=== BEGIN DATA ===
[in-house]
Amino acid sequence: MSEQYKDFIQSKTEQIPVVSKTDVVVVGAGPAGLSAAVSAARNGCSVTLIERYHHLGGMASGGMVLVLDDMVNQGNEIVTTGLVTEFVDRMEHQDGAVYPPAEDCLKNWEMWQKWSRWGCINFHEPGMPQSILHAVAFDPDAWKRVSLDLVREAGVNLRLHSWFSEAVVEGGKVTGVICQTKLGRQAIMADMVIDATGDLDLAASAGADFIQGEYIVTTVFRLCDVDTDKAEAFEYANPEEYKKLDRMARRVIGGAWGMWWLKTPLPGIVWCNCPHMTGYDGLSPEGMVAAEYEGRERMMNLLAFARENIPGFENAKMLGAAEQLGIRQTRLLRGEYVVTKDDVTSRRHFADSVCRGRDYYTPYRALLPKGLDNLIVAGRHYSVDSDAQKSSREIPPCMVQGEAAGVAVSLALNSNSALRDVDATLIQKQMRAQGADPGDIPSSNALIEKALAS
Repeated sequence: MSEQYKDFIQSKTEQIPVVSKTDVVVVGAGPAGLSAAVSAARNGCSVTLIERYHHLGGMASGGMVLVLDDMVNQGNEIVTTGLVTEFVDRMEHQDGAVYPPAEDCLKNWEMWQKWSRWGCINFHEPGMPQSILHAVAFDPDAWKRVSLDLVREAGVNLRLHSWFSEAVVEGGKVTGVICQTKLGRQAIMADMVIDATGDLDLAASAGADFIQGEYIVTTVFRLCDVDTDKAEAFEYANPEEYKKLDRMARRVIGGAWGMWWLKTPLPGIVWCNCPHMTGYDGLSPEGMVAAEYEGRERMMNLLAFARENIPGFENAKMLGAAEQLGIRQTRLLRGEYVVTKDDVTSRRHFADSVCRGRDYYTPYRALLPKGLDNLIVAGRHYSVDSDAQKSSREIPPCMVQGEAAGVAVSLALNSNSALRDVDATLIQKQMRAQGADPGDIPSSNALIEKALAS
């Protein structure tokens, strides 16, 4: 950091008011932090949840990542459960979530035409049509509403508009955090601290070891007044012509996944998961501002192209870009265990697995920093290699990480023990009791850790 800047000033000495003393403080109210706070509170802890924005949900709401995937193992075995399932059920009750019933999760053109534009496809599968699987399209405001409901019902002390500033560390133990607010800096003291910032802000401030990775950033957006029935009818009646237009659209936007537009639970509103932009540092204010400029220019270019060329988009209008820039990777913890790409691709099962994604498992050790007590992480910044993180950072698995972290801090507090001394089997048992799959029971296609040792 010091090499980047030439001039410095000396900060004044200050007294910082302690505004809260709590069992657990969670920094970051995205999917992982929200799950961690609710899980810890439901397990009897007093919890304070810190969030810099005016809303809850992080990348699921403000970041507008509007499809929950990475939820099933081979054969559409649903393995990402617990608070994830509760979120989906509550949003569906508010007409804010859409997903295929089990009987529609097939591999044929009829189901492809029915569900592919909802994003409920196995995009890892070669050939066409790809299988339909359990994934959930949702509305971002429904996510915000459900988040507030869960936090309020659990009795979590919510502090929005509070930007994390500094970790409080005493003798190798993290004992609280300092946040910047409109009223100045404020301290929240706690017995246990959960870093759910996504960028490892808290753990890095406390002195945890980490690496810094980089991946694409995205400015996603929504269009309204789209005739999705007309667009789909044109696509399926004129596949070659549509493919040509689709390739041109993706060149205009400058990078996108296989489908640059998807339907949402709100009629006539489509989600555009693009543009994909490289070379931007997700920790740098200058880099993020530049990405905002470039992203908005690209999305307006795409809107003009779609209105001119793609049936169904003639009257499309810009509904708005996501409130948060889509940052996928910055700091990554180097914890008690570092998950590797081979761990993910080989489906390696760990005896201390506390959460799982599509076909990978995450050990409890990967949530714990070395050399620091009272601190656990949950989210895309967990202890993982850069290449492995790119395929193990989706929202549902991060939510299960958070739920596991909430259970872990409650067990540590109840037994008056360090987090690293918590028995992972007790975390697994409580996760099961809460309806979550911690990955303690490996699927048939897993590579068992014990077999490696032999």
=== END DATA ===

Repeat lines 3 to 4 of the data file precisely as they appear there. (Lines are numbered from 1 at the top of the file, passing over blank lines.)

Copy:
Repeated sequence: MSEQYKDFIQSKTEQIPVVSKTDVVVVGAGPAGLSAAVSAARNGCSVTLIERYHHLGGMASGGMVLVLDDMVNQGNEIVTTGLVTEFVDRMEHQDGAVYPPAEDCLKNWEMWQKWSRWGCINFHEPGMPQSILHAVAFDPDAWKRVSLDLVREAGVNLRLHSWFSEAVVEGGKVTGVICQTKLGRQAIMADMVIDATGDLDLAASAGADFIQGEYIVTTVFRLCDVDTDKAEAFEYANPEEYKKLDRMARRVIGGAWGMWWLKTPLPGIVWCNCPHMTGYDGLSPEGMVAAEYEGRERMMNLLAFARENIPGFENAKMLGAAEQLGIRQTRLLRGEYVVTKDDVTSRRHFADSVCRGRDYYTPYRALLPKGLDNLIVAGRHYSVDSDAQKSSREIPPCMVQGEAAGVAVSLALNSNSALRDVDATLIQKQMRAQGADPGDIPSSNALIEKALAS
């Protein structure tokens, strides 16, 4: 950091008011932090949840990542459960979530035409049509509403508009955090601290070891007044012509996944998961501002192209870009265990697995920093290699990480023990009791850790 800047000033000495003393403080109210706070509170802890924005949900709401995937193992075995399932059920009750019933999760053109534009496809599968699987399209405001409901019902002390500033560390133990607010800096003291910032802000401030990775950033957006029935009818009646237009659209936007537009639970509103932009540092204010400029220019270019060329988009209008820039990777913890790409691709099962994604498992050790007590992480910044993180950072698995972290801090507090001394089997048992799959029971296609040792 010091090499980047030439001039410095000396900060004044200050007294910082302690505004809260709590069992657990969670920094970051995205999917992982929200799950961690609710899980810890439901397990009897007093919890304070810190969030810099005016809303809850992080990348699921403000970041507008509007499809929950990475939820099933081979054969559409649903393995990402617990608070994830509760979120989906509550949003569906508010007409804010859409997903295929089990009987529609097939591999044929009829189901492809029915569900592919909802994003409920196995995009890892070669050939066409790809299988339909359990994934959930949702509305971002429904996510915000459900988040507030869960936090309020659990009795979590919510502090929005509070930007994390500094970790409080005493003798190798993290004992609280300092946040910047409109009223100045404020301290929240706690017995246990959960870093759910996504960028490892808290753990890095406390002195945890980490690496810094980089991946694409995205400015996603929504269009309204789209005739999705007309667009789909044109696509399926004129596949070659549509493919040509689709390739041109993706060149205009400058990078996108296989489908640059998807339907949402709100009629006539489509989600555009693009543009994909490289070379931007997700920790740098200058880099993020530049990405905002470039992203908005690209999305307006795409809107003009779609209105001119793609049936169904003639009257499309810009509904708005996501409130948060889509940052996928910055700091990554180097914890008690570092998950590797081979761990993910080989489906390696760990005896201390506390959460799982599509076909990978995450050990409890990967949530714990070395050399620091009272601190656990949950989210895309967990202890993982850069290449492995790119395929193990989706929202549902991060939510299960958070739920596991909430259970872990409650067990540590109840037994008056360090987090690293918590028995992972007790975390697994409580996760099961809460309806979550911690990955303690490996699927048939897993590579068992014990077999490696032999």